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Auto blogThu, 28 Feb 2013 17:00:00 EST
During January's Detroit Auto Show, we managed a longer than expected wandering tag-team interview with C7 Corvette chief engineering exec Tadge Juechter (pictured above), and LT1 engine boss Jordan Lee (pictured below). They are, quite honestly, two of the very nicest bigshot lads to ever walk the engineering corridors of an American manufacturer. Both are enthralled by what they're doing for a day job. So are we.
We've followed the pre-sale anticipation for the Chevrolet C7 Corvette Stingray like an Oreck vacuum yanking every speck of dirt from a well-trampled carpet. Everything is reportable and contains a grain of further knowledge about this dramatically important and cheered-for car, as it continues to be pressured into representing all that is superior about the American dream. The Corvette wears one heavy cloak.
So, most of what was talked about has been expertly reported already right here on Autoblog. But, looking through our notes again, both Jeuchter and Lee added facts to the buzzing mix.
Think you've waited long enough for this? If so, then you'll want to savor the high-res photos we've so far been given of the 2014 Chevrolet SS, the first rear-wheel-drive performance sedan from The Bowtie in 17 years.
We all know its our version of the brand new VF-model Holden Commodore, but what's under the hood that earns the appellation "performance?" A 6.2-liter LS3 V8 engine producing 415 horsepower and 415 pound-feet of torque. That's 35 hp and lb-ft less than the same engine is expected to produce in the 2014 Chevrolet Corvette. Chevrolet says the sedan will get from 0-to-60 miles per hour "in about five seconds."
Shifting comes courtesy of a six-speed automatic with paddles on the steering wheel, while stopping arrive via four-piston Brembo calipers up front, a single sliding piston in back. The forged aluminum wheels are 19-inchers all around, each set supporting right around 50 percent of the sedan's weight, and the aluminum hood and trunk are meant to keep the center of gravity low.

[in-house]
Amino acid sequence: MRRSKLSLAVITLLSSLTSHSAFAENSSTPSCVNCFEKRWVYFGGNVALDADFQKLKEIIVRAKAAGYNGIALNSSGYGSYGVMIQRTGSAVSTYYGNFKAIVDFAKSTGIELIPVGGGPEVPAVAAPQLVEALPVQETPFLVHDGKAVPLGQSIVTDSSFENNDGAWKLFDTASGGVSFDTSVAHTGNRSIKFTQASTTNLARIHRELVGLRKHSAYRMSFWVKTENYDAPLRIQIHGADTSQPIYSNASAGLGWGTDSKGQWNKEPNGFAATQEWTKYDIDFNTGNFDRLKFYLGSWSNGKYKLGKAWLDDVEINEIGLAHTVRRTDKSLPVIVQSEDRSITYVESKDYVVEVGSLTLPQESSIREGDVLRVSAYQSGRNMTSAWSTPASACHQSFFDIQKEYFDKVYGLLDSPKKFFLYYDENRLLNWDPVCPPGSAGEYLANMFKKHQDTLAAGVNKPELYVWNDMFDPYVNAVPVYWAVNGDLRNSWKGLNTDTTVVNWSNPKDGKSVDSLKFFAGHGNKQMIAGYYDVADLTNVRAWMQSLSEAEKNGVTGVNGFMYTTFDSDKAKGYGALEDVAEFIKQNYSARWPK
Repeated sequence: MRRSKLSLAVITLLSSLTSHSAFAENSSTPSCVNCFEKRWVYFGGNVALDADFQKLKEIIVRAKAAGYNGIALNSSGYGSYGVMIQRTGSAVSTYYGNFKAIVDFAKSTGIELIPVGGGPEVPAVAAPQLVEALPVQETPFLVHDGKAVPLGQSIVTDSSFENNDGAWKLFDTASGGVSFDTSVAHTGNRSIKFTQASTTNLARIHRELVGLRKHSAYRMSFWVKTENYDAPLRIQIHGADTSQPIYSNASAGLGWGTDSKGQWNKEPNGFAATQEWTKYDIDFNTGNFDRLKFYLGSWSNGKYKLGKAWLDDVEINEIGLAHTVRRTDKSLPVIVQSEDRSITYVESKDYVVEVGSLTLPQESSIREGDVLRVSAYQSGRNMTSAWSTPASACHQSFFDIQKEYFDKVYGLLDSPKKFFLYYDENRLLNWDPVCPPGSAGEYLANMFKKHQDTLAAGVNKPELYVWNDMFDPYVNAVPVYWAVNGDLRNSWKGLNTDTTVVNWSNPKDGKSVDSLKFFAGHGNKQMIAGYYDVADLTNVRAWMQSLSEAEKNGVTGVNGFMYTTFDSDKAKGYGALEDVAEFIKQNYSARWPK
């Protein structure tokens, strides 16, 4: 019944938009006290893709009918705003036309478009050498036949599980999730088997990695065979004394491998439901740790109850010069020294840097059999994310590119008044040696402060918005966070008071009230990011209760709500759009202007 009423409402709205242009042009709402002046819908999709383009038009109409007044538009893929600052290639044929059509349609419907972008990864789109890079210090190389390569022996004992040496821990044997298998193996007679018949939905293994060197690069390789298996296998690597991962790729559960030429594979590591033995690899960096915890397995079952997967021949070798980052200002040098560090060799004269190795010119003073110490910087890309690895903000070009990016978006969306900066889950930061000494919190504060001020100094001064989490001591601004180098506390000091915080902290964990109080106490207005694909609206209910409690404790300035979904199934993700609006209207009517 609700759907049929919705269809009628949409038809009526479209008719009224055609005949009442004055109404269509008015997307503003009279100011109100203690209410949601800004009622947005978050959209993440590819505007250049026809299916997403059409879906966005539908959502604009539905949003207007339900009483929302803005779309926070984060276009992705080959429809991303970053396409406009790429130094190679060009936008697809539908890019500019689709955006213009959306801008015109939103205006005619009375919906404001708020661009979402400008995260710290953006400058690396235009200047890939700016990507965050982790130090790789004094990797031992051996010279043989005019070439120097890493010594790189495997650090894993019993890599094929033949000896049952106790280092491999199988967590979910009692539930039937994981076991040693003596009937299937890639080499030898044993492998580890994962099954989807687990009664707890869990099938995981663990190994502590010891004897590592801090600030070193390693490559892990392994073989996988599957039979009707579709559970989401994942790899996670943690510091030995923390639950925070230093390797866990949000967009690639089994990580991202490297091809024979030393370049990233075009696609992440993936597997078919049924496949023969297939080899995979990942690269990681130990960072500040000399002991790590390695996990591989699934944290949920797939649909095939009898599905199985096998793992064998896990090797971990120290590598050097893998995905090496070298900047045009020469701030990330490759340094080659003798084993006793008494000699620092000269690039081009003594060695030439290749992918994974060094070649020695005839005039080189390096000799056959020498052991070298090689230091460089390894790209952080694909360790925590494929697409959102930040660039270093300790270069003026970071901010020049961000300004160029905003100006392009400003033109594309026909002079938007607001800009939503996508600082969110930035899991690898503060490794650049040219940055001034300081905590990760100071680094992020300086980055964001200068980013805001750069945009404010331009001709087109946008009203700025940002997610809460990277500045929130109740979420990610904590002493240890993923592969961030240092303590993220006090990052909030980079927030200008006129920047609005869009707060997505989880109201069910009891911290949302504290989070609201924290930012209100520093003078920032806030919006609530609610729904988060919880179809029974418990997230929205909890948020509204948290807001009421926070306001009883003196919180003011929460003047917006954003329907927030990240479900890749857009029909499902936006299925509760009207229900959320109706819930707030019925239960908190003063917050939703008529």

The Performance Data Recorder with Valet Mode available on the 2015 Chevrolet Corvette Stingray seems like a fantastic tool for many owners. Whether they are taking 720p video while lapping the track in their new 'Vette, or just want to protect their purchase from inconsiderate joyriders, the system offers a lot of functionality in one package. However, one of the PDR's features might get buyers in trouble with the law, and it has nothing to do with recording some illicit high-speed driving on a favorite back road. The problem hinges on the various state laws concerning a person's right to privacy.
According to a letter posted by Jalopnik, Chevy dealers are asking 2015 Corvette owners not to use the Valet Mode portion of the PDR because it records audio in the cabin, in addition to performance specs. That's a problem because privacy laws vary from state to state with some requiring just one side's consent to tape sound and others requiring all parties to agree. According Jalopnik, 15 states mandate everyone's permission beforehand, but it's not clear whether these numbers are up to date. (Actually, the report varies, saying 13 states in some places and 15 in a list.)
According to the letter, Chevy is already working on a software update for the near future to rectify the issue. It's possible that simply adding a warning to drivers and the ability to turn off the audio recording function in Valet Mode might solve the problem. Obviously, this doesn't preclude Corvette drivers from using the performance aspect of the PDR, and owners are free tape lap after lap at the track.